wounded, and 10 enlisted men missing; One hundred and nineteenth New York Volunteers, 1 commissioned officer and 12 enlisted men wounded, and 1 enlisted man missing; One hundred and thirty-fourth New York Volunteers, 11 enlisted men killed, 1 commissioned officer and 23 enlisted men wounded; One hundred and fifty-fourth New York Volunteers, 8 enlisted men killed, 2 commissioned officers and 41 enlisted men wounded, and 7 enlisted men missing; Thirty-third New Jersey Volunteers, 2 commissioned officers killed, 2 commissioned officers and 25 enlisted men wounded, and 3 enlisted men missing; total, 2 officers and 25 enlisted men killed, 6 officers and 136 enlisted men wounded, 21 enlisted men missing.
I have the honor to be, captain, very respectfully,
Colonel, Commanding Second Brigade.
Captain THOMAS H. ELLIOTT,
HDQRS. SECOND Brigadier, SECOND DIV., 20TH CORPS,
Near Cassville, Ga., May 22, 1864.
CAPTAIN: I have the honor to submit the following report:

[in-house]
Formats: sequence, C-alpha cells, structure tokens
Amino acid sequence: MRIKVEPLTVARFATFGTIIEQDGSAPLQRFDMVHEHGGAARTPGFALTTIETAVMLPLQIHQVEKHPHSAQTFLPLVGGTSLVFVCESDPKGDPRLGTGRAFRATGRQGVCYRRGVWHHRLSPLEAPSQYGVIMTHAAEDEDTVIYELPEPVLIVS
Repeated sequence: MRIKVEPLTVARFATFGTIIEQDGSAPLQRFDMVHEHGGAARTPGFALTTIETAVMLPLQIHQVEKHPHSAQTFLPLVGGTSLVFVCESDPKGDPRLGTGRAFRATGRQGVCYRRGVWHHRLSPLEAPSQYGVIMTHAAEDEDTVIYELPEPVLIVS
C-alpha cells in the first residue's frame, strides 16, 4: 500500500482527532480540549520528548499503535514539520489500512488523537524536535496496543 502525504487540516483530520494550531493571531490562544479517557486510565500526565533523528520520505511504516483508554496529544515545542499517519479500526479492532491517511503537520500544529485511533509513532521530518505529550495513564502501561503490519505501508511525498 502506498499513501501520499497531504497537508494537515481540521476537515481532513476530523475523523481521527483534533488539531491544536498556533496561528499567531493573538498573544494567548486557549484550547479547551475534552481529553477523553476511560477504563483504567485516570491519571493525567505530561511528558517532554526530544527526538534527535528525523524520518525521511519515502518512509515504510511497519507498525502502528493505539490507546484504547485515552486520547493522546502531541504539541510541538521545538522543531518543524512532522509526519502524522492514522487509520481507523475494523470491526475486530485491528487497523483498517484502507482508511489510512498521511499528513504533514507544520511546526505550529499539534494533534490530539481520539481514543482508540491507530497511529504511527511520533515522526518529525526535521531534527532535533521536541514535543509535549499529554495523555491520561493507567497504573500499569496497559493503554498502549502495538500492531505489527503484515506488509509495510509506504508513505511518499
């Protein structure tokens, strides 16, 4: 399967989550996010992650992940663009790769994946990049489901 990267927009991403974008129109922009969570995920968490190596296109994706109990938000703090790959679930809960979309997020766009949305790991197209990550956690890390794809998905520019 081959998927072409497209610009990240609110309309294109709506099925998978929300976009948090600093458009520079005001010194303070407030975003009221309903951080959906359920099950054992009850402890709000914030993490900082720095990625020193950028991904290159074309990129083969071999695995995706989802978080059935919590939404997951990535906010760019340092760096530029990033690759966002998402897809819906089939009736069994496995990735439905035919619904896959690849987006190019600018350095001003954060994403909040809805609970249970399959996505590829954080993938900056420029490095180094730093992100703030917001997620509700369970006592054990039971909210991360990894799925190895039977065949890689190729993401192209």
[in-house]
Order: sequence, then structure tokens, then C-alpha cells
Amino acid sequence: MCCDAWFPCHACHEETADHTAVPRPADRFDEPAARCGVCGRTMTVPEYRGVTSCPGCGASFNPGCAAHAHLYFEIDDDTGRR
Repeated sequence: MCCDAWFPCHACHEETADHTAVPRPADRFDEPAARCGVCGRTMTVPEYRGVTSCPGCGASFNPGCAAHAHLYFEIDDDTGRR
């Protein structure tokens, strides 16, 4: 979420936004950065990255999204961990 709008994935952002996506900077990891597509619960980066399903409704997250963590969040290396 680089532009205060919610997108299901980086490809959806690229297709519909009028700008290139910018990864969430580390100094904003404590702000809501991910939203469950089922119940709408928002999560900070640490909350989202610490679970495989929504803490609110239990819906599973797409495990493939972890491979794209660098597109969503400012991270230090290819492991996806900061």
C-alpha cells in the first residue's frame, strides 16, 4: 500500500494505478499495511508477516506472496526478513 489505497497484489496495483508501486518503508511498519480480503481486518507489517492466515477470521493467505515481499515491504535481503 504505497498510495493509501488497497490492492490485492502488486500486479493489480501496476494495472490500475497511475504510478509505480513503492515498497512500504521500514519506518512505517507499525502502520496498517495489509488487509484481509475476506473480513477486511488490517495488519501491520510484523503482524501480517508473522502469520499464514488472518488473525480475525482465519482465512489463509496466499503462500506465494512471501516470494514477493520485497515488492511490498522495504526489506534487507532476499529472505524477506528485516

After the battle of Mill Creek Gap, on the 8th instant, the command encamped at the foot of the mountain. The day following, the 9th instant, the brigade moved into the woods and encamped, remaining there the 10th and 11th instant, throwing up breast-works and doing picket duty. May 12, marched at 7 a. m. through Snake Creek Gap and bivouacked. May 13, moved forward in the direction of Resaca, and at night, about 9 o'clock, bivouacked behind breast-works on the left of the road, forming the left of the division. The brigade remained in this position until the next afternoon, when the regiments were disposed so as to occupy the whole of the breast-works previously held by the whole division, the other two brigades having moved to another position. Between 10 and 11 p. m. the brigade marched, and about 3 a. m. on the 15th instant took position in the rear of the division. At 10 a. m. the command moved forward against the enemy, who occupied a strong position on the crest of several hills, and well fortified by rifle-pits; about 1.30 p. m. formed in three lines of battle and moved forward, the Third Division in advance, driving the enemy from the first three lines of rifle-pits. The column halted and reformed at the base of the third hill. The One hundred and thirty-fourth New York Volunteers, Thirty-third New Jersey Volunteers, One hundred and nineteenth New York Volunteers, and One hundred and ninth Pennsylvania Veteran Volunteers forming the first line. The One hundred and fifty-fourth New York Volunteers, Seventy-third and Twenty-seventh Pennsylvania Volunteers, held the line of works immediately in rear of the first column. The four regiments mentioned above received orders direct from Major-General Hooker to advance and take a battery in their front. Colonel Lockman, One hundred and nineteenth New York Volunteers, being the senior officer in command, took command of that portion of the brigade. The detachment moved forward over a line of breast-works from which the enemy had been driven, and over the works and down the slope. The men charged up the hill under a severe enfilading fire, some of the men entering the battery. I respectfully refer you to the report of Colonel Lockman for further information in regard to the movements of these four regiments.